The Washington, D.C. City Council has faced a lot of resistance in its efforts to legalize gay marriage, including threats from Congress and the Catholic Church. Even so, the Council passed a measure on Tuesday that legalizes same-sex marriages in the city. And despite the potential resistance of Congress, it looks like this law may stick.
It's been a rough couple of months for gay marriage, with a law in Maine being revoked by voters in November, and a bill going down to defeat in the New York State Legislature earlier this month. But the nation's capital has been on a pro-gay marriage trajectory for a while, having recently passed a measure offering recognition of same-sex marriages performed in other states. The new bill, which will add the District of Columbia to Connecticut, Iowa, Massachusetts, Vermont, and (beginning next year) New Hampshire, passed the Council by a margin of 11 to two. Mayor Adrian Fenty is prepared to sign it before Christmas, and if it survives challenges, it will go into effect in the spring. Said the bill's author, Councilman David Catania, "Today’s vote is an important victory not only for the gay and lesbian community but for everyone who supports equal rights."
Resistance to the measure will no doubt come to a head in the coming weeks, particularly in Congress, which directly oversees the District's budget. But overturning the measure would be no simple matter. First, Democratic control of Congress will make action slow. And that matters, because the House, Senate and President Obama would all have to sign onto a resolution disapproving of the law—within 30 (legislative) days. Furthermore, direct Congressional interference with the District's autonomy is a source of resentment in the city, a situation Congress and anti-gay activists may all want to avoid.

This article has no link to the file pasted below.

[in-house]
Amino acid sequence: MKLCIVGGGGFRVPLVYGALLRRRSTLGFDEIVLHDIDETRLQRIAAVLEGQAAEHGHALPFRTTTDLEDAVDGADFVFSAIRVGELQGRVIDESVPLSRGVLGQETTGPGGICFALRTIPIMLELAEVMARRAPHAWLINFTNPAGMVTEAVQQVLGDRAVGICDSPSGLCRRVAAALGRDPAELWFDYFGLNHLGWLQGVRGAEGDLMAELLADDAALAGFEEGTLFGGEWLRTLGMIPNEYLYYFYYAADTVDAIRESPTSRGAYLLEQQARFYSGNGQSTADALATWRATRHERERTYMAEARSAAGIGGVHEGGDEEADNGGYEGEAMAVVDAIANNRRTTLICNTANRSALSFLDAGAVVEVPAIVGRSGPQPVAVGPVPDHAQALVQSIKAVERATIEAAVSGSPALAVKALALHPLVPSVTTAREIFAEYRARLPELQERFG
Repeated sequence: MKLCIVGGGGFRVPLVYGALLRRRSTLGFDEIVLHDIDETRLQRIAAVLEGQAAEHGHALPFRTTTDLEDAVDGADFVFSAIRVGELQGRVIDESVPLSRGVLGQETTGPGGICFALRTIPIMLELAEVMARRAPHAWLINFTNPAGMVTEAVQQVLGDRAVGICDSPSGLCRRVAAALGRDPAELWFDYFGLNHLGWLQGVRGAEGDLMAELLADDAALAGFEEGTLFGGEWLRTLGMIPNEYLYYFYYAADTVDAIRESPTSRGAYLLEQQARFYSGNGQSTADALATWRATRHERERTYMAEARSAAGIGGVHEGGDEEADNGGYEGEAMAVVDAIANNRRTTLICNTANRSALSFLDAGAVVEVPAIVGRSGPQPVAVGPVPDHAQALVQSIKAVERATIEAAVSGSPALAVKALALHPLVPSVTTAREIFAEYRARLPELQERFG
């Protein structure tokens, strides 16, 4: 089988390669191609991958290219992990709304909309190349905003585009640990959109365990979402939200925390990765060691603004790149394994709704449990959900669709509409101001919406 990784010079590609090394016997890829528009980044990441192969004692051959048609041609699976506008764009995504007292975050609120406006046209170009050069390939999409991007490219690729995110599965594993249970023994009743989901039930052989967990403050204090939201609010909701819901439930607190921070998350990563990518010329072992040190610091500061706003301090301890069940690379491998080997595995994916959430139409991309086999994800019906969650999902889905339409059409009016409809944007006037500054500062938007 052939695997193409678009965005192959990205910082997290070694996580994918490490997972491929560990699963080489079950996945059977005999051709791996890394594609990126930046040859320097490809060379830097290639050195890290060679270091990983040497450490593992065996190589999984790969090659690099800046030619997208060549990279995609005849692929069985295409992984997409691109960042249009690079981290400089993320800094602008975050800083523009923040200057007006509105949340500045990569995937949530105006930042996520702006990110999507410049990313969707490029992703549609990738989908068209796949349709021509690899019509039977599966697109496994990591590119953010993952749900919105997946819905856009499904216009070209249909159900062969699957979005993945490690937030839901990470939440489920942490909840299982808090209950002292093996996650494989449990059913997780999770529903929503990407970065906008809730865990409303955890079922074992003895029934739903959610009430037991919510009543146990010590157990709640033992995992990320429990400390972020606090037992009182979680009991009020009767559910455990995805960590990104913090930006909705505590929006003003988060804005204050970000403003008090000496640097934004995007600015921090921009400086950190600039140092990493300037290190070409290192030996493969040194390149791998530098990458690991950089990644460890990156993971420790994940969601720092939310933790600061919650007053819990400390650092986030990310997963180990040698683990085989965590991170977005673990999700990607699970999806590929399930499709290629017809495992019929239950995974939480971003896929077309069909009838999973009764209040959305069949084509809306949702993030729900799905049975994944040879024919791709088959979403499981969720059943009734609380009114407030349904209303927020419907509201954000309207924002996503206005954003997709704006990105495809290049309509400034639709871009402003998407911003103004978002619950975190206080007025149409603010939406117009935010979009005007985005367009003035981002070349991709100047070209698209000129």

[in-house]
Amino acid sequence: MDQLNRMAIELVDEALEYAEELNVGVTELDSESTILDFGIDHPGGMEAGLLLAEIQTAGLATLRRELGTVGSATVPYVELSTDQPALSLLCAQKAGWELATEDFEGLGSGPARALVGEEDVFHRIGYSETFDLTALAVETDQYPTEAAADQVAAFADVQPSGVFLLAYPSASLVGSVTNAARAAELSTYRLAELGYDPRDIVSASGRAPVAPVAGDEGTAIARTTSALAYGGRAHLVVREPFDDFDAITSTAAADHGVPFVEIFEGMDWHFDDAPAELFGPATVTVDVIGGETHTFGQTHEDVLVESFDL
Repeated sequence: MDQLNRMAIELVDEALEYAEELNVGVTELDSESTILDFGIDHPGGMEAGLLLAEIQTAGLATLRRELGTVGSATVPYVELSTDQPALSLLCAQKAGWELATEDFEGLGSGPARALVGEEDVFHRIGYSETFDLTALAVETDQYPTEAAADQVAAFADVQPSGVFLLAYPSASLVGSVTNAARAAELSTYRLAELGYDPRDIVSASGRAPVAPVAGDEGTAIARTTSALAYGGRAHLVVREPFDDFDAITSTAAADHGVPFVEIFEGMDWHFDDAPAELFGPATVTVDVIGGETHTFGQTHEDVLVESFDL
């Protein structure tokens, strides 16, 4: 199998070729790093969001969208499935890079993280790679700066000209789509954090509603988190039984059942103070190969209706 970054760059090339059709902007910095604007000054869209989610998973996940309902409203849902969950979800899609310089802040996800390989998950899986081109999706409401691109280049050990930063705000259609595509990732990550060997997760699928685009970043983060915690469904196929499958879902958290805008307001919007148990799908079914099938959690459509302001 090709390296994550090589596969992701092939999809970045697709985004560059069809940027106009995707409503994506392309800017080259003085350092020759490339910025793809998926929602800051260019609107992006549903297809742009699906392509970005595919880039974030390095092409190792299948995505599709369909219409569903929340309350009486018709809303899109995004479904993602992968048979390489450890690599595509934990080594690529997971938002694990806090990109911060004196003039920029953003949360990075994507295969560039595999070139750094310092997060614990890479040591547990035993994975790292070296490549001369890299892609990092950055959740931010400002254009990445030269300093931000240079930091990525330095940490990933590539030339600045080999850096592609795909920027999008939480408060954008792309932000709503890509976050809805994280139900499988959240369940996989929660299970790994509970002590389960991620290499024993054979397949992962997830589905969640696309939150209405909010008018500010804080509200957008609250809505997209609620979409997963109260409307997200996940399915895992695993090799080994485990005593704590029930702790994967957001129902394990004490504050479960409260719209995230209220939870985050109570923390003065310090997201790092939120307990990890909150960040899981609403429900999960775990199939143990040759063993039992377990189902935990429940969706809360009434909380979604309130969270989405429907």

A further moment of truth for the measure is offered by a court challenge, scheduled to be heard in early January, that challenges the D.C. Board of Elections' decision not to put gay marriage up for a public referendum. But Councilman Catania is unapologetic about this decision to take gay marriage out of the hands of the voting public. "It isn’t that I’m fearful of losing,” he said. “I think the process is diminishing. I think that putting the rights of minorities on the ballot and allowing the forces of intolerance to spend an unlimited amount to demonize and marginalize a population is unsavory.”
Among those opposing the bill was former D.C. mayor, and current Council member, Marion Barry. "This must be a proud day for you, David, Mr. Graham," said Barry, who was involved in the civil rights movement, "Just as it was a proud day for me when the voting rights bill was passed in 1965. But this is a democracy and I reserve the right to disagree." Most disagreement is being generated by religious groups; but the D.C. bill was carefully crafted to address the freedom-of-religion concerns often leveled against gay marriage. Under its provisions, no religious organization can be compelled to perform same-sex marriages, nor to provide space or services to them. This will not end the objections. But it's a sign that the gay marriage fight is not about rights for some at the expense of others, but about civil rights for all.